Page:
If m is no more a multiple of 8 we apply the split in base N to an other defined n:
n=m+16
m is a value in bits, n≦8.8192
n=n.sub.0 +N·n.sub.1
n≦8.8192 and 0≦n_{1} ≦8.8192/N
The number of entries is N (max 8.8192) for T_{0} (n_{0}) table and 8.8192/N for T_{1} (n_{1}) table. The table size has only been multiplied by 8.
The max length of the message can be greater than 8K Bytes (case of Frame Relay), it does not reduce the performance improvements of the invention:
Assuming max length of the message is 8K and N is 256 bytes, the table size is:
2(N+8K/N)=576 bytes
Assuming max message length is 64K and N is 256 bytes, the table size is only:
2(N+8K/N)=1024 bytes
In the case of Frame Relay, the calculation of dFCS is based on multiplications of polynomials of degree lower or equal to 16 which is the degree of the generator polynomial: this simplifies the physical implementation of CRC calculations in the intermediate network nodes. If the degree of the polynomial representing the modified field size is larger or equal to the degree of the generator polynomial (CRC polynomial generator can be of degree 16, 32 etc. . . . ), the field will be split into several fields of degree lower or equal to the degree of the polynomial generator and the same general algorithm would be applied as many times as needed with the similar performance benefits.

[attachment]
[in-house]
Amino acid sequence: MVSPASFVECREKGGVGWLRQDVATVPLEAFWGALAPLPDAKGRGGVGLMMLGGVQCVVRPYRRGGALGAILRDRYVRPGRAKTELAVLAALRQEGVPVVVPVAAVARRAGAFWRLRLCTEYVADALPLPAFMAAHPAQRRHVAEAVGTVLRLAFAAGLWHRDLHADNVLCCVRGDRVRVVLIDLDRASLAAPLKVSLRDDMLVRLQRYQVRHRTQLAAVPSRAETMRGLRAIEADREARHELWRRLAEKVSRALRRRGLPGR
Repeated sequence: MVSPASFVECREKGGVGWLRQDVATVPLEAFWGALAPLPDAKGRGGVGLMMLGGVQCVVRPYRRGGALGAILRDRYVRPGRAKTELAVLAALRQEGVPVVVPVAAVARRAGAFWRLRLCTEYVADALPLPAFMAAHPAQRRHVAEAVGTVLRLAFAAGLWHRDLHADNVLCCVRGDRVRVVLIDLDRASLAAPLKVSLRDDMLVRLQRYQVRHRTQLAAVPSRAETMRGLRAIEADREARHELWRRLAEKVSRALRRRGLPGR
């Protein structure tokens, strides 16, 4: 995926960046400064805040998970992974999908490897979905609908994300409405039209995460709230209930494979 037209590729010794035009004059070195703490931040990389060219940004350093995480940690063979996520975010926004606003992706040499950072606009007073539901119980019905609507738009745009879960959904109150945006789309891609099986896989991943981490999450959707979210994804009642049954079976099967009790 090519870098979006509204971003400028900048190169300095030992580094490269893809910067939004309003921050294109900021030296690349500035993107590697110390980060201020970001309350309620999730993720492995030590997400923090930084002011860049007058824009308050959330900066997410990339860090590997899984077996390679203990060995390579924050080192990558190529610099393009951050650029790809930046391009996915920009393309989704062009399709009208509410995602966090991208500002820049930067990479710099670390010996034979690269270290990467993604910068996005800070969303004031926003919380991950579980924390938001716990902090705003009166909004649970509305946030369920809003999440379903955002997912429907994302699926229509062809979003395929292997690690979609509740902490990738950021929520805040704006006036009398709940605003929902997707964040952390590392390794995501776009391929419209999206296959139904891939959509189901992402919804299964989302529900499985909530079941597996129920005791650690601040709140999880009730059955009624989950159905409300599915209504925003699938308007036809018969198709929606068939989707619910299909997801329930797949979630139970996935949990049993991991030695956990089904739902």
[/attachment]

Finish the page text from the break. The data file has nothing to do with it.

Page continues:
The maximum length of the message can be greater than 8K Bytes (case of Frame Relay), it does not impact the performance improvements of the invention:
As for the other embodiments of the invention, we can consider other cases such as full hardware implementation and full software implementation.
Full hardware implementation.
FIG. 5 illustrates a coprocessor implementation of block 306 (FIG. 3) in the solution for Frame Relay. The functions of this coprocessor which will be used by the master processor are the following:
Write B(X) and n: B(X) is provided by the XOR of old and previous field modified (see FIG. 3). n is the frame byte count (maximum 8K in the case of Frame Relay, represented with 13 bits).